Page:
As the numbers of coronavirus cases continue to mount in the homes and centers that take care of Florida’s elderly citizens, a trade association that represents the businesses is asking Gov. Ron DeSantis to grant them far-reaching legal protections.
The Florida Health Care Association last week sent a letter to the governor asking that he provide immunity from any civil or criminal liability “for any harm or damages alleged to have been sustained as a result of an act or omission in the course of arranging for or providing health care services” during the COVID-19 public health emergency.
Agency for Health Care Administration Secretary Mary Mayhew told nursing homes Thursday that the request is under consideration.
“The governor’s office, their legal team, legal teams from the other state agencies, are currently evaluating what can be done and what is in the best interest in addressing the concerns that you’ve identified,” Mayhew said in a phone call with nursing home providers.
The April 3 letter, signed by FHCA President Emmett Reed, says the proposed blanket immunity should not apply to willful or intentional criminal misconduct or gross negligence. But Reed argued that something that happened because of a staffing or resource shortage should not be considered misconduct or negligence.
The FHCA’s request comes at a critical time, since some facilities have become “hot spots” for the coronavirus.
For example, seven deaths have been reported at one Fort Lauderdale assisted living facility. And on Friday, DeSantis announced that 51 people — including 31 staff members — had tested positive for the coronavirus at a Suwannee County nursing home. DeSantis said the Florida Department of Health had sent a strike team to investigate the facility. The governor also said the source of the spread was an employee who tested positive for COVID-19, the respiratory disease caused by the coronavirus.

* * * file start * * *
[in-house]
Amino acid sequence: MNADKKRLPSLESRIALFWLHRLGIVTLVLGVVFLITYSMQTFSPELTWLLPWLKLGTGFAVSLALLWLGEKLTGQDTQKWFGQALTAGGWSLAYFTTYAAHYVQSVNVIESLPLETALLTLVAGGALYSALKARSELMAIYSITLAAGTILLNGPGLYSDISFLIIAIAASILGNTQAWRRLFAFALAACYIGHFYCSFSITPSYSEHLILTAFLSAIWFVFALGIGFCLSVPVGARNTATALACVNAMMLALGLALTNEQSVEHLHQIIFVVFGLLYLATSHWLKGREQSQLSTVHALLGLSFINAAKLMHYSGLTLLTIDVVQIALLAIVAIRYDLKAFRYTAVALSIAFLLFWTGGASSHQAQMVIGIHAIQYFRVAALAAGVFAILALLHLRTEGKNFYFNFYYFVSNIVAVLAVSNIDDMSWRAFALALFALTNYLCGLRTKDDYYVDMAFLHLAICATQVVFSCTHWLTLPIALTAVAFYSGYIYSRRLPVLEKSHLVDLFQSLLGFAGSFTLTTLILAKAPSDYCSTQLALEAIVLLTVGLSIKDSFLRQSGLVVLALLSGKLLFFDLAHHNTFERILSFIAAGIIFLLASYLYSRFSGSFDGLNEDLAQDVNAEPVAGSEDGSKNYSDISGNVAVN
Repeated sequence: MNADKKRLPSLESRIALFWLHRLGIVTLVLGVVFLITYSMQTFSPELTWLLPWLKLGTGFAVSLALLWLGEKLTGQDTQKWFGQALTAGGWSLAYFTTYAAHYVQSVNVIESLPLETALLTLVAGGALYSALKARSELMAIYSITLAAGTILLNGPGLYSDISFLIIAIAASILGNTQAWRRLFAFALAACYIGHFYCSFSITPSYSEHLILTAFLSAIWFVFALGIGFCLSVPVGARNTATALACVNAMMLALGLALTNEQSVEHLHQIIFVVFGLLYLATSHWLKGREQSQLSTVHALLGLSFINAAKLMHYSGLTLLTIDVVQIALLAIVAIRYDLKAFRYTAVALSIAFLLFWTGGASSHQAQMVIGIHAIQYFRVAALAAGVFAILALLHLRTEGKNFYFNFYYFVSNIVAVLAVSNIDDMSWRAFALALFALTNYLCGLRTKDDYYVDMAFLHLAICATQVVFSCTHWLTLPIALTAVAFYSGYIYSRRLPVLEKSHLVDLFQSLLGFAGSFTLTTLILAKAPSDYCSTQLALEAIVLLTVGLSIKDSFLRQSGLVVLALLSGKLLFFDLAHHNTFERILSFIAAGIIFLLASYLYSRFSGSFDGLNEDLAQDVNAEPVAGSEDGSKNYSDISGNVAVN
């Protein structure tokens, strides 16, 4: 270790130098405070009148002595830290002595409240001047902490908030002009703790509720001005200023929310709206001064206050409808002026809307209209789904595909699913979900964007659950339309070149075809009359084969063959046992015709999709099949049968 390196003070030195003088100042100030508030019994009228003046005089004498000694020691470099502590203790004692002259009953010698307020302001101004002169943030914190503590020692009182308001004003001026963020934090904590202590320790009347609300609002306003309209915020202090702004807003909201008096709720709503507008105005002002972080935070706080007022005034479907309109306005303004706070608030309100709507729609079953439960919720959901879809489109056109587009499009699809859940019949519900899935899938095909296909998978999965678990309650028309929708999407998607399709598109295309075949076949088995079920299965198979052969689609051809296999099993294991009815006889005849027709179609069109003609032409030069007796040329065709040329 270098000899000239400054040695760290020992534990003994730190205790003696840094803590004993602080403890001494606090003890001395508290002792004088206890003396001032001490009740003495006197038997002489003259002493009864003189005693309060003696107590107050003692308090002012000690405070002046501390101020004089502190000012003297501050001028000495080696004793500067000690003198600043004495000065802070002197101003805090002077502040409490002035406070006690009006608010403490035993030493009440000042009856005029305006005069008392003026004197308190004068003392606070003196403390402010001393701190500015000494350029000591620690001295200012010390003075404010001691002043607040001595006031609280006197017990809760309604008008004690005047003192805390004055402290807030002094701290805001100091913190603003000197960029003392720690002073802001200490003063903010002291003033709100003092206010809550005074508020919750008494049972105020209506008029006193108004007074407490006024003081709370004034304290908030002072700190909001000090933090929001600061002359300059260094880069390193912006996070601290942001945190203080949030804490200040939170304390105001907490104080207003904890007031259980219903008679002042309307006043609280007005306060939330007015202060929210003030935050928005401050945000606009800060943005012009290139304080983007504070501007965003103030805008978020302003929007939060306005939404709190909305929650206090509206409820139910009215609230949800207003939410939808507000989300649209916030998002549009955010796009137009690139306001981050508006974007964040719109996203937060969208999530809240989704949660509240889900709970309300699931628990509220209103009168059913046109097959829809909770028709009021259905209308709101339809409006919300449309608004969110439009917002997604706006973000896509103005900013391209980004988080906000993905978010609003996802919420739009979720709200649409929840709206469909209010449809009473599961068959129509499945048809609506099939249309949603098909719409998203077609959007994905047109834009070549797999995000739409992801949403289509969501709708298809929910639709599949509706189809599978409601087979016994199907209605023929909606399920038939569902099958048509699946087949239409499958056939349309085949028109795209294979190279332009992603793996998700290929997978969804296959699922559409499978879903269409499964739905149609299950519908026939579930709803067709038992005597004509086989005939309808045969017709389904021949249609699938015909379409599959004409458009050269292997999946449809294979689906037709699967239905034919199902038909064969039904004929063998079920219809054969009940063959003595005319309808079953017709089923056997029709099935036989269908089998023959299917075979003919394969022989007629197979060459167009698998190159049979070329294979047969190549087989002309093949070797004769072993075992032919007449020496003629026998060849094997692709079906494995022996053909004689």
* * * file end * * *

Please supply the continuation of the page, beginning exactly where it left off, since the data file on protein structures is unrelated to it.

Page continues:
The Florida Health Care Association isn’t the only group that has asked for legal protections during the pandemic.
Last month, the Florida Medical Association and the Florida Osteopathic Medical Association sent a letter to DeSantis warning that an executive order halting nonessential elective medical procedures could result in “unintended consequences.” The associations asked the governor to consider limiting legal liability to health care providers or to extend the state’s sovereign-immunity limits to providers who are abiding by the order.
The letter from FHCA also asked that sovereign-immunity limits be applied to health care professionals and health care facilities responding to the outbreak.
“This would provide the necessary liability protection to health care professionals and health care facilities to provide services for any individual in the state during the emergency rule without fear of reprisal for providing care to their patients during this difficult time,” the letter said.
In other news, Mayhew told nursing homes Thursday that her agency was preparing an executive order that would extend by 60 days already-approved nursing home generator variances.
Mayhew said the order would be coming from her office soon.
“While many of you are making progress to have your current generator installed, this obviously created some delays so we are working on an emergency order,” Mayhew said. “You will hear more from us shortly on that.”
Republished with permission of the News Service of Florida.